By Angela Atabo
Abuja -Centre for Democracy and Development (CDD), a pro democracy civil society organisation, has said that in spite of the general peaceful and credible conduct of the Edo election, it was worried over the decline in voters turnout for the election.
The group in its final observation report signed by CDD Director, Ms Idayat Hassan, and Head, Election Analysis Centre (EAC), Prof. Adele Jinadu, said that the credible conduct of the election was a refreshing development.
“The decline in voter turnout is pointed out as a trend, which would not augur well for the robust participation of the electorate, including marginalised groups.
“Backing this assertions with figures, CDD noted that in 2003, voter turnout stood at 78 per cent of 1,432,891 registered voters; In 2020 however, only 25.2 per cent of voters turned out to cast their ballot out of a registered number of 2,210,534.
“CDD, therefore, expressed worries that the further decline in voter turnout in 2020, which came down to a low of 25.2 per cent could be read as a steady loss of faith in the electoral process, as well the entire democratic system of governance.”
Hassan said that CDD rated the conduct and outcome of the Sept. 19, 2020 governorship election in Edo as relatively credible, in spite of the challenges and infractions, which dogged the process.
She said that CDD deployed 250 stationary and roving observers to keep a close eye on key processes in the election and handed down its verdict in a final observation briefing.
She said that the Centre noted that the election was relatively peaceful when compared to other polls recently conducted by the Independent National Electoral Commission (INEC), in spite of high vote buying .
“The peaceful conduct points the way away from the “degeneration” that has historically been the country’s sad experience with electoral outcomes, and towards outcomes that significantly reflect the mandate of the electorate.
“In this respect, the election potentially augurs well for the future of democracy and development in the country.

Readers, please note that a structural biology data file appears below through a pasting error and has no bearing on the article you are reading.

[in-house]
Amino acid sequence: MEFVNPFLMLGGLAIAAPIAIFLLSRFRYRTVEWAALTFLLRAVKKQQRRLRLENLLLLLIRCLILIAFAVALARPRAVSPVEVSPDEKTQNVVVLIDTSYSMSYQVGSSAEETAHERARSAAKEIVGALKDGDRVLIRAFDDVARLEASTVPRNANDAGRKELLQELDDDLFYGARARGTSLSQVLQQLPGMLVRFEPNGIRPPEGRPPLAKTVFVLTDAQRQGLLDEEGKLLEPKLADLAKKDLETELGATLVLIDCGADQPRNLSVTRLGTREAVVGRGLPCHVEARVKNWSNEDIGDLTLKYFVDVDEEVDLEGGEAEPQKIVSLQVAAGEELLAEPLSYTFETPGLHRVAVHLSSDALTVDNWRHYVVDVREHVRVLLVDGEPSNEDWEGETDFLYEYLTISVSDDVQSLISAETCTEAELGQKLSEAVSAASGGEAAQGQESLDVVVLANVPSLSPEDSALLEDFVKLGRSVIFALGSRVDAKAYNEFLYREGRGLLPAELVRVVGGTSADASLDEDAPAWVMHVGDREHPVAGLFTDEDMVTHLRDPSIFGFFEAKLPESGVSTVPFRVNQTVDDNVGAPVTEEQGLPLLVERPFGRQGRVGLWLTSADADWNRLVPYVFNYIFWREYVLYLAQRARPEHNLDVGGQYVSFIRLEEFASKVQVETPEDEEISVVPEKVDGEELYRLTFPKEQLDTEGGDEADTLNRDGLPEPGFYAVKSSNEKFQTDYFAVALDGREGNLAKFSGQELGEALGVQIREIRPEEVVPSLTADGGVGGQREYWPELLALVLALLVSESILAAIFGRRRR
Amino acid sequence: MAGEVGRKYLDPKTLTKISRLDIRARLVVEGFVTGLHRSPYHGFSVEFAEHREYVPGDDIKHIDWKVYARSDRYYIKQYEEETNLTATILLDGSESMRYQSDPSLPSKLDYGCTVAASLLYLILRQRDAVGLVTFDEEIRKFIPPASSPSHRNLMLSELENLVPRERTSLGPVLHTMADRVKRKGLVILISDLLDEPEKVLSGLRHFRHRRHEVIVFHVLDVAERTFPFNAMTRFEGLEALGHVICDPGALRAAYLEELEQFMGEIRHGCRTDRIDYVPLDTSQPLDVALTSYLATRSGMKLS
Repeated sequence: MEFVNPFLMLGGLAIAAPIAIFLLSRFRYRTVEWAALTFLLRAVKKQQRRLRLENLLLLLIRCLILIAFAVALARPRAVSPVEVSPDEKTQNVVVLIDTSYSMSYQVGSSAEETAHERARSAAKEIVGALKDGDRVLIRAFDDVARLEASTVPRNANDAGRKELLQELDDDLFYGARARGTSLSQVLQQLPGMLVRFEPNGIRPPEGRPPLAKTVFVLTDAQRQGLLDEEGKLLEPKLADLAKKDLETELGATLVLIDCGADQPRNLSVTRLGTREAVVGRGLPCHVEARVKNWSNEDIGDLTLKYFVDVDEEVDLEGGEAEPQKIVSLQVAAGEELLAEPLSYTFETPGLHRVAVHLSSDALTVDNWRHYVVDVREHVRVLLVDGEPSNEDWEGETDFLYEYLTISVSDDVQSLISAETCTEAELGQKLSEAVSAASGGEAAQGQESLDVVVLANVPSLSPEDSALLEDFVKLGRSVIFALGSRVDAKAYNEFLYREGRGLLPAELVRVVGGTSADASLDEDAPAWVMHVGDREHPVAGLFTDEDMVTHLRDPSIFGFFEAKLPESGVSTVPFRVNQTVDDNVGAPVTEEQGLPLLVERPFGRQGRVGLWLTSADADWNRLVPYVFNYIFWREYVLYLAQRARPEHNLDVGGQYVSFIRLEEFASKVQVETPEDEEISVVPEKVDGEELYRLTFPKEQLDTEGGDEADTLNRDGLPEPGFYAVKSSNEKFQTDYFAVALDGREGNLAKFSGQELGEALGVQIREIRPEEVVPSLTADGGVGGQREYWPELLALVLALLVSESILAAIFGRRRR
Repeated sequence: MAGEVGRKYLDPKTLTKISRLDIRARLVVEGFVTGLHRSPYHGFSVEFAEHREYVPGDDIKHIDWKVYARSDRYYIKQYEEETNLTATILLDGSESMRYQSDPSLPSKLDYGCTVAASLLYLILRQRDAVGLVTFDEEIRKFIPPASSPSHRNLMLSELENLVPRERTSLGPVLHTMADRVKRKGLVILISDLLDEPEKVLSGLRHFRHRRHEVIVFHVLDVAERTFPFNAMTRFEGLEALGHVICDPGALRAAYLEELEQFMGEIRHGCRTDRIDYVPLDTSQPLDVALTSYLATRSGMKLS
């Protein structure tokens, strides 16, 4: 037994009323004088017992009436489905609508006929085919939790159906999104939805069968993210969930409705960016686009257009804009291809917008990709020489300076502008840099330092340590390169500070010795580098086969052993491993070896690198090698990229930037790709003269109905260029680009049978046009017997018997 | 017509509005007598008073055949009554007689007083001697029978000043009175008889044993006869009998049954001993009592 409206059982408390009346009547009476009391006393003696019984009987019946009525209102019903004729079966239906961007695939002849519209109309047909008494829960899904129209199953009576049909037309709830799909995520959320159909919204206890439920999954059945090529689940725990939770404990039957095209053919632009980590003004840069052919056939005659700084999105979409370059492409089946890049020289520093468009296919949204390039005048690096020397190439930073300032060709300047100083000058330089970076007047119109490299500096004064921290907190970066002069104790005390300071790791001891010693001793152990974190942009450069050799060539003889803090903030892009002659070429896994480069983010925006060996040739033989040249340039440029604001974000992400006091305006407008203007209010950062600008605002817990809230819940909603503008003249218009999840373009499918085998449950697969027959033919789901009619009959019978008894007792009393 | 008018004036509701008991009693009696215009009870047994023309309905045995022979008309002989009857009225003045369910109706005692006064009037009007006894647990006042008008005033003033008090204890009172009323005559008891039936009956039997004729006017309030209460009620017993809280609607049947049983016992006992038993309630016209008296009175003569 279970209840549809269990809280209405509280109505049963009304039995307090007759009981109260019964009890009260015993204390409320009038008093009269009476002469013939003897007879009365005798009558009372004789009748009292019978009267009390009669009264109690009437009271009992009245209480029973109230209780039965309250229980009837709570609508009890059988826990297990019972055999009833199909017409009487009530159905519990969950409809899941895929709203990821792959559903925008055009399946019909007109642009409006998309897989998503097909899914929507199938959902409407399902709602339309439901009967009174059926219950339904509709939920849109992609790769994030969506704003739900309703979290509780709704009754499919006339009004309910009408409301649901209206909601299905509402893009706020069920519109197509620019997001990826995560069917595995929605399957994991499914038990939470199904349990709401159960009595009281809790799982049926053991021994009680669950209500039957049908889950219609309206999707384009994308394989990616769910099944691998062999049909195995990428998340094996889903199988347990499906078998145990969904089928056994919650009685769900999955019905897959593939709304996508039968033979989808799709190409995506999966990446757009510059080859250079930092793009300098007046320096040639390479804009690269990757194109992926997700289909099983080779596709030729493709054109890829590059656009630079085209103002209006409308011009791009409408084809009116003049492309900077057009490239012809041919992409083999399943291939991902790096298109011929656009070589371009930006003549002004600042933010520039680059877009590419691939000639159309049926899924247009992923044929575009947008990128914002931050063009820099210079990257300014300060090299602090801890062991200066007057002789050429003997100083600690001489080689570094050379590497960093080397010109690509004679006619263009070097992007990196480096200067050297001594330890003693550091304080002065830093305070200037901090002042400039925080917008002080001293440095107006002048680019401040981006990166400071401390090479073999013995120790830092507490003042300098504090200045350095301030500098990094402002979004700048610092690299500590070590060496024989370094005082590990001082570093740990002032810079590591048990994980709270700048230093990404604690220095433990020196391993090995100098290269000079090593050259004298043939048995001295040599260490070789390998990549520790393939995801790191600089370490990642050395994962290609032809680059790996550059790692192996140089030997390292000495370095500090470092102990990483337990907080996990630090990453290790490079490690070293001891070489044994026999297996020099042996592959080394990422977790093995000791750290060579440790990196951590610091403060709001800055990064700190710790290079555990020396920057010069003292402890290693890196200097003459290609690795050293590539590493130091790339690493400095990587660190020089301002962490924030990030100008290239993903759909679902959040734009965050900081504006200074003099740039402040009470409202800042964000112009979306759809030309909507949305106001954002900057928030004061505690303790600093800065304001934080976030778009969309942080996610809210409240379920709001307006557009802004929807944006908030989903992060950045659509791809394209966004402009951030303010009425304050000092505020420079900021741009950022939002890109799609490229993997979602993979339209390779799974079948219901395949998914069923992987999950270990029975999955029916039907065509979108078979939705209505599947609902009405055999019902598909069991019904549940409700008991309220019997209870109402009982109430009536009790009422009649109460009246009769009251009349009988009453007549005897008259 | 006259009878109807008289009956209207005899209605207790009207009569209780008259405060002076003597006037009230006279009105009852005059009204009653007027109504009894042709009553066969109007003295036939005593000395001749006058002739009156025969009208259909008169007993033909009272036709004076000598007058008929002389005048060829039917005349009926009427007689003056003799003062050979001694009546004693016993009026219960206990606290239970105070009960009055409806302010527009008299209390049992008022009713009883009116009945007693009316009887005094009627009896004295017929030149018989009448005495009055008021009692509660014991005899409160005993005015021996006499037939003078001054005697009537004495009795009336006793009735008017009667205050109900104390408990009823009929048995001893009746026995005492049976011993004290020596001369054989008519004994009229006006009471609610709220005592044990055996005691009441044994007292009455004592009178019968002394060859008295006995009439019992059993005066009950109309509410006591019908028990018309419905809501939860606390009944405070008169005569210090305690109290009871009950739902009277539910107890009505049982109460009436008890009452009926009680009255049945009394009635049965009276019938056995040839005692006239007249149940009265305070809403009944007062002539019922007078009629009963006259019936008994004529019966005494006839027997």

“This is particularly in view of the determination shown by the electorate to protect their mandate and ensure that it counted in the critical penultimate months to the election day. ‘’
Head, Election Analysis Centre (EAC), Prof. Adele Jinadu noted that the credible outcome of the election was due to the activities of various strategic stakeholders, particularly INEC and the peace-keeping efforts, the Oba of Benin and the Abdulsalam Abubakar-led National Peace Committee.
Jinadu said CDD, however, warned that there remained certain anomalies in the process, which if left unaddressed could turn the current euphoria into a mirage that would precipitate a reversal to the status quo ante.
He listed some of the issues as the controversial modality used for selecting the governorship candidates and the abuse of the power of incumbency for partisan party political advantage.
He added the general poverty in the state and the high unemployment rate that resulted in vote selling among others.
He said that although the group pointed out some malfunctioning of smart card readers, however, it acknowledged that the overall performance of INEC was smooth across the state.
He said that the group commend INEC for the introduction of the result viewing portal in improving transparency and accountability of the collation and declaration of results.
This, he said, enhanced citizens’ trust in the electoral process.
Jinadu said that CDD urged INEC to concentrate on the dual purpose of implementing its protocol on conducting elections during COVID 19 and improved voter education programme especially for other elections.
He said that there was need to reform the country’s party system to strengthen internal party democracy.
“This measure will ensure that political parties pay more attention to the nomination of women and the youth as candidates and have equal access to leadership opportunities within party organisations.
CDD further called on government and citizens to push to encourage compliance with Chapter II of the Nigerian Constitution and achieving the United Nations Sustainable Development Goals (SDGs), in order to curb poverty in the country.